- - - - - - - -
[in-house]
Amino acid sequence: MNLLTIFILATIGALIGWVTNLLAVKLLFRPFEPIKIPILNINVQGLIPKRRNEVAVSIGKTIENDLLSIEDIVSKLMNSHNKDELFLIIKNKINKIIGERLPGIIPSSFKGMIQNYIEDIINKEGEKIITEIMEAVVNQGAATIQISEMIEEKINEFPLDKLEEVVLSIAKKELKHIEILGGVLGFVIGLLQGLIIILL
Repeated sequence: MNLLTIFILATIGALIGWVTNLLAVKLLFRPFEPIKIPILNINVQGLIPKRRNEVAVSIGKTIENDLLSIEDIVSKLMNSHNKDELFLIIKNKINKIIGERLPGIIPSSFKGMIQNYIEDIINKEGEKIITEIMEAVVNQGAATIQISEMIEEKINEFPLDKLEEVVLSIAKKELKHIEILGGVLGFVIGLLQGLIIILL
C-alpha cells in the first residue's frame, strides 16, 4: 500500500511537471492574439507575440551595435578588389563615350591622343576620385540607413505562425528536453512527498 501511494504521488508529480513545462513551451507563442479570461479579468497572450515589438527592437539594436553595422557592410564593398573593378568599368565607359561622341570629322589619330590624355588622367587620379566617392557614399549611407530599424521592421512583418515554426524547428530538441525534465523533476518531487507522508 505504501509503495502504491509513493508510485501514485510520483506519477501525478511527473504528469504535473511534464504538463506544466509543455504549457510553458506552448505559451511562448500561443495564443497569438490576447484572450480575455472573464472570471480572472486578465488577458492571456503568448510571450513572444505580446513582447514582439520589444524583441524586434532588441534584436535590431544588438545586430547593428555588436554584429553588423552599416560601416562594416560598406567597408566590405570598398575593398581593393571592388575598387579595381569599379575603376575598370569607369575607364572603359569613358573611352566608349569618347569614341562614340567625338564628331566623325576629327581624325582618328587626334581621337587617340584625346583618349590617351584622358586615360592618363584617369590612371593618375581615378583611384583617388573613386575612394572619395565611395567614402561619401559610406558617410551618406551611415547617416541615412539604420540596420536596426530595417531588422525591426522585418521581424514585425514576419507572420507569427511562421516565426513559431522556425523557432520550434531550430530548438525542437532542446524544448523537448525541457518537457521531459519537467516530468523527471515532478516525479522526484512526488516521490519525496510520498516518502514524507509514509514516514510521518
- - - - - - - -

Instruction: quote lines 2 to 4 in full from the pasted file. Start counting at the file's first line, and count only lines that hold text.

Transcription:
Amino acid sequence: MNLLTIFILATIGALIGWVTNLLAVKLLFRPFEPIKIPILNINVQGLIPKRRNEVAVSIGKTIENDLLSIEDIVSKLMNSHNKDELFLIIKNKINKIIGERLPGIIPSSFKGMIQNYIEDIINKEGEKIITEIMEAVVNQGAATIQISEMIEEKINEFPLDKLEEVVLSIAKKELKHIEILGGVLGFVIGLLQGLIIILL
Repeated sequence: MNLLTIFILATIGALIGWVTNLLAVKLLFRPFEPIKIPILNINVQGLIPKRRNEVAVSIGKTIENDLLSIEDIVSKLMNSHNKDELFLIIKNKINKIIGERLPGIIPSSFKGMIQNYIEDIINKEGEKIITEIMEAVVNQGAATIQISEMIEEKINEFPLDKLEEVVLSIAKKELKHIEILGGVLGFVIGLLQGLIIILL
C-alpha cells in the first residue's frame, strides 16, 4: 500500500511537471492574439507575440551595435578588389563615350591622343576620385540607413505562425528536453512527498 501511494504521488508529480513545462513551451507563442479570461479579468497572450515589438527592437539594436553595422557592410564593398573593378568599368565607359561622341570629322589619330590624355588622367587620379566617392557614399549611407530599424521592421512583418515554426524547428530538441525534465523533476518531487507522508 505504501509503495502504491509513493508510485501514485510520483506519477501525478511527473504528469504535473511534464504538463506544466509543455504549457510553458506552448505559451511562448500561443495564443497569438490576447484572450480575455472573464472570471480572472486578465488577458492571456503568448510571450513572444505580446513582447514582439520589444524583441524586434532588441534584436535590431544588438545586430547593428555588436554584429553588423552599416560601416562594416560598406567597408566590405570598398575593398581593393571592388575598387579595381569599379575603376575598370569607369575607364572603359569613358573611352566608349569618347569614341562614340567625338564628331566623325576629327581624325582618328587626334581621337587617340584625346583618349590617351584622358586615360592618363584617369590612371593618375581615378583611384583617388573613386575612394572619395565611395567614402561619401559610406558617410551618406551611415547617416541615412539604420540596420536596426530595417531588422525591426522585418521581424514585425514576419507572420507569427511562421516565426513559431522556425523557432520550434531550430530548438525542437532542446524544448523537448525541457518537457521531459519537467516530468523527471515532478516525479522526484512526488516521490519525496510520498516518502514524507509514509514516514510521518